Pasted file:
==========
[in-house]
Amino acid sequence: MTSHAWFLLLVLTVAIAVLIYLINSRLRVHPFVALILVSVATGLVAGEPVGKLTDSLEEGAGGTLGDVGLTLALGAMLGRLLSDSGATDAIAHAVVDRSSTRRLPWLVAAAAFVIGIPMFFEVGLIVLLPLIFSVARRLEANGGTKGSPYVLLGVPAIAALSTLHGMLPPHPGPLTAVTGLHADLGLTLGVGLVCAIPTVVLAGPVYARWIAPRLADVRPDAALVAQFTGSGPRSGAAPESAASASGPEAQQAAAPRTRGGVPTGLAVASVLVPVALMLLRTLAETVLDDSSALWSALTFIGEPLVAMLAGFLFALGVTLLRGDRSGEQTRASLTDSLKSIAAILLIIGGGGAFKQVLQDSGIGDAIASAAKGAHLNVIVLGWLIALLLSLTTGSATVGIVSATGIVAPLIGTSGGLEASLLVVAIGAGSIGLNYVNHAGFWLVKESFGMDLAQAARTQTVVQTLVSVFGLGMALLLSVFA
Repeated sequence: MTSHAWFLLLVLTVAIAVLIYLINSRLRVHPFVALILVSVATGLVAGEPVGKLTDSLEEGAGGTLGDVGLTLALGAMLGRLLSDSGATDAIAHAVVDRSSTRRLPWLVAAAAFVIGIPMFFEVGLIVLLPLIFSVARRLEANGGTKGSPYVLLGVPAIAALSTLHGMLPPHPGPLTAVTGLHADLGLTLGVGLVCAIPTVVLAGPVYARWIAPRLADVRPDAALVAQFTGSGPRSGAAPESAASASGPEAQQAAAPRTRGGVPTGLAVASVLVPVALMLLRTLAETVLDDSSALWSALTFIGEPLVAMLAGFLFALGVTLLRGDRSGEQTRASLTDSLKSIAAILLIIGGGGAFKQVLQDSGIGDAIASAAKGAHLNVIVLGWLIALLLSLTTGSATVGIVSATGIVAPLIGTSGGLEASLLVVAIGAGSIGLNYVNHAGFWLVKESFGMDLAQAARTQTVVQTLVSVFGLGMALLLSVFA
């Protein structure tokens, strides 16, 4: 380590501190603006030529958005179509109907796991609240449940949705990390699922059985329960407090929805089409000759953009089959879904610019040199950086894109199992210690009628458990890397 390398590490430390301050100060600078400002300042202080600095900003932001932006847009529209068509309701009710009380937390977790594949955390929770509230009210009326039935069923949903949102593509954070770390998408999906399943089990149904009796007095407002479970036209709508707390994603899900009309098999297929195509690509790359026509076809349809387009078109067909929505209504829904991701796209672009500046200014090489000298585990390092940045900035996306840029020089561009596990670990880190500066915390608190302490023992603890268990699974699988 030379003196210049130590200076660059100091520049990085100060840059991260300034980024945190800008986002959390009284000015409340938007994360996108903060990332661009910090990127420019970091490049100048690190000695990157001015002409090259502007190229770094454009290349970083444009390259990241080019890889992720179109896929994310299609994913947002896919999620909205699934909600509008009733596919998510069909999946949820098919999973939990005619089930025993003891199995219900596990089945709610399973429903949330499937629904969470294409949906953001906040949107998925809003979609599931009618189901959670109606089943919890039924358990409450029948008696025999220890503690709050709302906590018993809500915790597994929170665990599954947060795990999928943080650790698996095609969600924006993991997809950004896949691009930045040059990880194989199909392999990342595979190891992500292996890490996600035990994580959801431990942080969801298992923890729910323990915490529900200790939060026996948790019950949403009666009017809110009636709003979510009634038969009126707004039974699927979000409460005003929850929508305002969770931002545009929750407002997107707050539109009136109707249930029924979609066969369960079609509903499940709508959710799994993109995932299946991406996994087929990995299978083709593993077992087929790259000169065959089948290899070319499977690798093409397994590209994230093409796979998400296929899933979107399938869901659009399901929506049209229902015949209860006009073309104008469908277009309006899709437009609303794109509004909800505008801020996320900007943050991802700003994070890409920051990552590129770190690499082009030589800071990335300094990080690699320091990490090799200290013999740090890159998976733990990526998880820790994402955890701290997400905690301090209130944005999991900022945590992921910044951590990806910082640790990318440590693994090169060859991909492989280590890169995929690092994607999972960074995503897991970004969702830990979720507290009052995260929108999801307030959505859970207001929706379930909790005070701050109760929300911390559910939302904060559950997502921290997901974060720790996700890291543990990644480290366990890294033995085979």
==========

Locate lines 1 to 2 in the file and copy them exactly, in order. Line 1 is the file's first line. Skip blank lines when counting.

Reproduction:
[in-house]
Amino acid sequence: MTSHAWFLLLVLTVAIAVLIYLINSRLRVHPFVALILVSVATGLVAGEPVGKLTDSLEEGAGGTLGDVGLTLALGAMLGRLLSDSGATDAIAHAVVDRSSTRRLPWLVAAAAFVIGIPMFFEVGLIVLLPLIFSVARRLEANGGTKGSPYVLLGVPAIAALSTLHGMLPPHPGPLTAVTGLHADLGLTLGVGLVCAIPTVVLAGPVYARWIAPRLADVRPDAALVAQFTGSGPRSGAAPESAASASGPEAQQAAAPRTRGGVPTGLAVASVLVPVALMLLRTLAETVLDDSSALWSALTFIGEPLVAMLAGFLFALGVTLLRGDRSGEQTRASLTDSLKSIAAILLIIGGGGAFKQVLQDSGIGDAIASAAKGAHLNVIVLGWLIALLLSLTTGSATVGIVSATGIVAPLIGTSGGLEASLLVVAIGAGSIGLNYVNHAGFWLVKESFGMDLAQAARTQTVVQTLVSVFGLGMALLLSVFA